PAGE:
I keep seeing people describe Yorgos Lanthimos’ The Lobster as a comedy. Though many elements are undeniably comedic, The Lobster belongs first and foremost to the horror genre; a fact all the more impressive considering it never seeks to deliberately scare its audience. Instead it realizes all of the terrors of human intimacy, of the omnipresent societal demands for sexual and romantic homogeneity. In the film’s futuristic dystopia, being single is literally against the law. Single adults are shepherded to The Hotel, a resort where they are forced to find new partners in forty-five days or be transformed into animals of their choice and released into The Woods, the giant forest that seems to make up most of the countryside. Extra time at The Hotel can only be earned by successfully participating in Hunts where Loners—a community of renegade singles living in the Woods seeking escape from the oppressive government—are rounded up and captured.
David (Colin Farrell) arrives at The Hotel after the failure of his last relationship (which lasted “eleven years and one month”). Accompanied only by a dog later revealed to be his brother who had previously failed his last stay at The Hotel, David struggles to navigate the horrors of government-mandated love. When most of his days have run out, he makes one last-ditch effort to remain human by trying to seduce a “Heartless Woman” (Angeliki Papoulia) who delights in cruelty. But after failing to keep up the required facade of sociopathic detachment, he flees into The Woods and joins the Loners. But in a curious twist, instead of advocating free and open lifestyles of one’s own choosing, the Loners are equally obsessive and cruel in maintaining their own preferred sexual norm: absolute celibacy. Any form of intimacy between Loners is met with mutilation. Tragically, he almost immediately falls hopelessly in love with another Loner. Even worse: she falls for him as well.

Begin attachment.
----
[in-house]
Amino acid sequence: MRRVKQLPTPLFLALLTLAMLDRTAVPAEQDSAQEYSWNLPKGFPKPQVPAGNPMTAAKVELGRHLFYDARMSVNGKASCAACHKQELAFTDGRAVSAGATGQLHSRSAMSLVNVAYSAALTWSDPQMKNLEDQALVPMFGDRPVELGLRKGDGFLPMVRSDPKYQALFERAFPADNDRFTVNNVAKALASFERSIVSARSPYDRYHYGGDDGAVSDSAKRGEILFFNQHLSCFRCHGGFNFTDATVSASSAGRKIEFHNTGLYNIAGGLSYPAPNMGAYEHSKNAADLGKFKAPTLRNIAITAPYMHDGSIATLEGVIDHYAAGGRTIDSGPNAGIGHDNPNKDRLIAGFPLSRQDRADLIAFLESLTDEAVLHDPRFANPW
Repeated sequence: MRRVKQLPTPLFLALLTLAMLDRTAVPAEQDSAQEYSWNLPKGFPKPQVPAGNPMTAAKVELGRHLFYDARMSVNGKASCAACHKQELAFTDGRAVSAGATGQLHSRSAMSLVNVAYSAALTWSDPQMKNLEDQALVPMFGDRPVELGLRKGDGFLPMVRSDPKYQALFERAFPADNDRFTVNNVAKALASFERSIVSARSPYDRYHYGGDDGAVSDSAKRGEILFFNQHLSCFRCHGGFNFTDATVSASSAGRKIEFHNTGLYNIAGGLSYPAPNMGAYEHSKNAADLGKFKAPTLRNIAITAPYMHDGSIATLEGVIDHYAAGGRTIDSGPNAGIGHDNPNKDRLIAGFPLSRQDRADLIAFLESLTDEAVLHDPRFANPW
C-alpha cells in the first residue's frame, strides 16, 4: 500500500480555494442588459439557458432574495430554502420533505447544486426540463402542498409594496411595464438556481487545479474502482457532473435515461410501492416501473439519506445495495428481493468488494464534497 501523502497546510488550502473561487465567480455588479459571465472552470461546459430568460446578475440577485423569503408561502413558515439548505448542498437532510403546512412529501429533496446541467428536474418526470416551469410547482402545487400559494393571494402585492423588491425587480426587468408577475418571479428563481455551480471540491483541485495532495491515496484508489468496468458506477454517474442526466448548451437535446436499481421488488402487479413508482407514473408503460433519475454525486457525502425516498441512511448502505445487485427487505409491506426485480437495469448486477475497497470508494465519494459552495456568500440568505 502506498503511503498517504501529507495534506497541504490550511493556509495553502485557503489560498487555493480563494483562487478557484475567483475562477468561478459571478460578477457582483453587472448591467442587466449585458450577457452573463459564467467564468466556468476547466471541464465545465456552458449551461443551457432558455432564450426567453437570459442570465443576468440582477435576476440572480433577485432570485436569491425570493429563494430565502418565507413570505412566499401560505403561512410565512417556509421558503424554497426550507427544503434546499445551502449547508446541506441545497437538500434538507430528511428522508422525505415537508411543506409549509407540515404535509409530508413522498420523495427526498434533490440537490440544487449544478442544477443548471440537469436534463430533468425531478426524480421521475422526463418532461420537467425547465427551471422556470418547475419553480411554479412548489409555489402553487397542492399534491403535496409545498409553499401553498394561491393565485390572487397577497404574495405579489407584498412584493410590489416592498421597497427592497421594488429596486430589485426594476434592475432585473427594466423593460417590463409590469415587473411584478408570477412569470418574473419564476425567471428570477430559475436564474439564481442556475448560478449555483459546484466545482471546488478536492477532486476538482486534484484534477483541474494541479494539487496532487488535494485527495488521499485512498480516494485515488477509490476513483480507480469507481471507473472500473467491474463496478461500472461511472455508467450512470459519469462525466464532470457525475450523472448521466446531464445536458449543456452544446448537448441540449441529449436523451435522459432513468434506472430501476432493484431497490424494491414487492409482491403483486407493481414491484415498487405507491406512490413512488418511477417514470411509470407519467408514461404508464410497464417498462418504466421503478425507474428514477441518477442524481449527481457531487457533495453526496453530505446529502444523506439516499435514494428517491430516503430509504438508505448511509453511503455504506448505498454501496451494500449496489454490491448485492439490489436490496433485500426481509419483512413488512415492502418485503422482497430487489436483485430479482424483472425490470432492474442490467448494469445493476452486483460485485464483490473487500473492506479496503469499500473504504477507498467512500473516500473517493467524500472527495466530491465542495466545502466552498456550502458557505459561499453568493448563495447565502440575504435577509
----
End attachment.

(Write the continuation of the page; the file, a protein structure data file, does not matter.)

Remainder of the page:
Lanthimos’ metaphorical condemnations of real-life hypocrisies concerning love and sex hit like guided missiles. My favorite paradox: while sex in The Hotel is encouraged and guests are “serviced” by the staff every day, masturbation is strictly prohibited and brutally punished. The scene where a lisping and pathetic John C. Reilly (who continues his career as Hollywood’s modern-day Elisha Cook, Jr.) has his hand publicly roasted in a toaster for breaking this sacrosanct rule remains one of the most shocking moments of cinematic violence in recent memory.
Much like with Lanthimos’ earlier triumph Dogtooth (2009), the film’s ingenuity springs from meticulous world-building. But while Dogtooth centered on an isolated household, The Lobster focuses on an isolated country. Do not let the surrealistic bent of his films fool you: Lanthimos’ worlds are ruled by strict logic. They are so well-crafted that many of its subtleties might go unnoticed. I wonder how many people picked up on the fact that while an early scene pronounces the reigning government’s official approval of homosexual relationships, there isn’t a single homosexual couple anywhere in the film? Or how the singles only base possible compatibility with each other on mutual disabilities and flaws, not mutual strengths. Or how none of the Loners seem interested in ever leaving The Woods for a different country where they can live however they want. I suppose anything is better than the risk of living alone.